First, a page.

With no grown-ups at the table, I ate with my hands with heaps of curry-ketchup and frietsaus. (Had I been older, I might have appreciated a strong mustard to go along with it.) The raw heart that kept beating throughout the whole dinner was like chewing beef jerky while the brain had a texture closer to custard. There was so much food; but my stomach was a bottomless pit.

It was my turn to grow. Two additional legs and arms grew on each side and my torso got wider (but not fatter), and out popped another head; but it didn’t quite look like mine; and I kept growing and growing until my torso split and I was two persons. One of them visually indescribable.

I was quite literally larger then life; in deep space, the earths visible—there were two side by side—were nothing more but painted Easter eggs—but I didn’t feel like eating them—I couldn’t.

“Life comes from death,” said a voice.

“This is love, and that is love,” I said.

Someone did not matter anymore. It was a real person with real flesh, but as a mere figment. I wish it never mattered. But how could I possibly escape what I believed to be her song, and what I always imagined was said: "I'll be you mirror." As I learned, it is not a love song—they forced her to sing it until she broke down into tears. Dancers getting shot, swimmers getting shot. Sometimes, I wish I could cry; I cherish those 200 night skies I saw with my eyes closed, although with the detail of a pinhole camera, I could live without my body screaming; an invisible pain, but so was she.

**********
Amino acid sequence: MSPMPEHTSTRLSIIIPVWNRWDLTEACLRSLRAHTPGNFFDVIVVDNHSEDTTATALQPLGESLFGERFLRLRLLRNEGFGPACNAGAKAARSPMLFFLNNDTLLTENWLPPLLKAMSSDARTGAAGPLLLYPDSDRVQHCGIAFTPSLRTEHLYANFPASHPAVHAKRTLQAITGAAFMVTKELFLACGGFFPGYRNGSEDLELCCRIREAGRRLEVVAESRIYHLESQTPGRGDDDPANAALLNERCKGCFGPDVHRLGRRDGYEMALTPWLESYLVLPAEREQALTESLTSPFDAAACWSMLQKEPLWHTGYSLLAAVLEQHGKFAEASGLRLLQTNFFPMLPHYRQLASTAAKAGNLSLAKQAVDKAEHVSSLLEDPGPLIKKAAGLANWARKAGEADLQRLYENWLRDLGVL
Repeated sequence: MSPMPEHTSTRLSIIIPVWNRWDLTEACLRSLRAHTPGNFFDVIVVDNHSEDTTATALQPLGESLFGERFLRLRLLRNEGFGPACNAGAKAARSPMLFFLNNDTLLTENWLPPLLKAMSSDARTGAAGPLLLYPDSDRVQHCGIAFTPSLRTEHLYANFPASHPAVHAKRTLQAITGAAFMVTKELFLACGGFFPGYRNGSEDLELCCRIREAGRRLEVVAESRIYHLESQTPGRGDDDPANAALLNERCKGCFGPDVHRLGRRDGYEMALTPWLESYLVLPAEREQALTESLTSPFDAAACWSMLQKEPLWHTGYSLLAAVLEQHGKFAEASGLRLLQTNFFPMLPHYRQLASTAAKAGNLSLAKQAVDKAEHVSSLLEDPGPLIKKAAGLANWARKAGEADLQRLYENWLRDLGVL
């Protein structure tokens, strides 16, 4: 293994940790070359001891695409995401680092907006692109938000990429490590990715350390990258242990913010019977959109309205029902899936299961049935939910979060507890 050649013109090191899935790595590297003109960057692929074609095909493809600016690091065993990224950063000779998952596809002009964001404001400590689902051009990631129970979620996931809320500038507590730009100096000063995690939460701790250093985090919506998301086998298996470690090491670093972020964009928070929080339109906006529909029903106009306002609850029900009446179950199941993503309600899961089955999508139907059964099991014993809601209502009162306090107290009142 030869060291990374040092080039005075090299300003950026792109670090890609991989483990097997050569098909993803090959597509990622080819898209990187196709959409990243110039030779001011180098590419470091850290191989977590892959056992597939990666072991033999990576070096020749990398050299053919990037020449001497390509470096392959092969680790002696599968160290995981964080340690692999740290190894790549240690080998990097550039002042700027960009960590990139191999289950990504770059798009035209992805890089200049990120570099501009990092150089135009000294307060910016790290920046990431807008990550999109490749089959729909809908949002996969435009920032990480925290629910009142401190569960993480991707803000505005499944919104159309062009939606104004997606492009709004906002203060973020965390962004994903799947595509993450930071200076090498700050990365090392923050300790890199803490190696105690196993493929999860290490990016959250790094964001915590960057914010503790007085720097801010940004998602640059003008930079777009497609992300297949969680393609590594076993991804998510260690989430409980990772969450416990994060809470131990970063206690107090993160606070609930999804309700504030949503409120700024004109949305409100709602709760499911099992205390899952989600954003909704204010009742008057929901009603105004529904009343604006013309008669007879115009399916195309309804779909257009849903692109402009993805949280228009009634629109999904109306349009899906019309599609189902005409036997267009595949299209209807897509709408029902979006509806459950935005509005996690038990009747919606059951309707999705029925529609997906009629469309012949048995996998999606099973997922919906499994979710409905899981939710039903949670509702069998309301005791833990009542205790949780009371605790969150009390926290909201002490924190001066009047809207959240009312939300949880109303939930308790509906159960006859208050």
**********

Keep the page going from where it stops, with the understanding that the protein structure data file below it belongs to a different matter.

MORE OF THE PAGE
I looked at my right to my other self. It was a recreated memory of someone, like a stunt double that almost, but not quite, looked like the actress. Even further right was someone else, this time in her natural hair, a sight I had never seen before. She smiled and muttered some words in silence before turning and walking away. I returned the wave with no sorrow in the farewell. A boring, but incredibly boring errand. I stepped inside the stunt-double and the two Earths became whole again, without me in it.

— Laurens Spangenberg